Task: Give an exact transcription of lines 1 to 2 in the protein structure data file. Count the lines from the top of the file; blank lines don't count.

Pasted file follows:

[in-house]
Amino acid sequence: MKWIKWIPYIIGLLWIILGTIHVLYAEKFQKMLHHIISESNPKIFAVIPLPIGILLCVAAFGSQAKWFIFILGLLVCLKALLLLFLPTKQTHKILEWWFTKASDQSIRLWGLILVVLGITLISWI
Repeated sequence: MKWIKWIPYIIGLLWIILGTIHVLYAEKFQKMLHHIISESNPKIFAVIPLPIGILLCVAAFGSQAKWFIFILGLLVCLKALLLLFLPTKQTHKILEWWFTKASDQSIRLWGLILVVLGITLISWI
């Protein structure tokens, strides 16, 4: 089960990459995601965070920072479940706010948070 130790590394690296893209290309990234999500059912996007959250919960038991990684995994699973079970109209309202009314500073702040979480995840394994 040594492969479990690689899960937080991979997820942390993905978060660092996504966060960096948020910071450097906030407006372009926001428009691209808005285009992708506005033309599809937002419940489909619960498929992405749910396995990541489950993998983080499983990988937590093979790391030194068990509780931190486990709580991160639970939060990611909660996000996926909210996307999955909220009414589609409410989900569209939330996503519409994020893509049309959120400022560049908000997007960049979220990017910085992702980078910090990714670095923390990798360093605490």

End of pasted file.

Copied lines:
[in-house]
Amino acid sequence: MKWIKWIPYIIGLLWIILGTIHVLYAEKFQKMLHHIISESNPKIFAVIPLPIGILLCVAAFGSQAKWFIFILGLLVCLKALLLLFLPTKQTHKILEWWFTKASDQSIRLWGLILVVLGITLISWI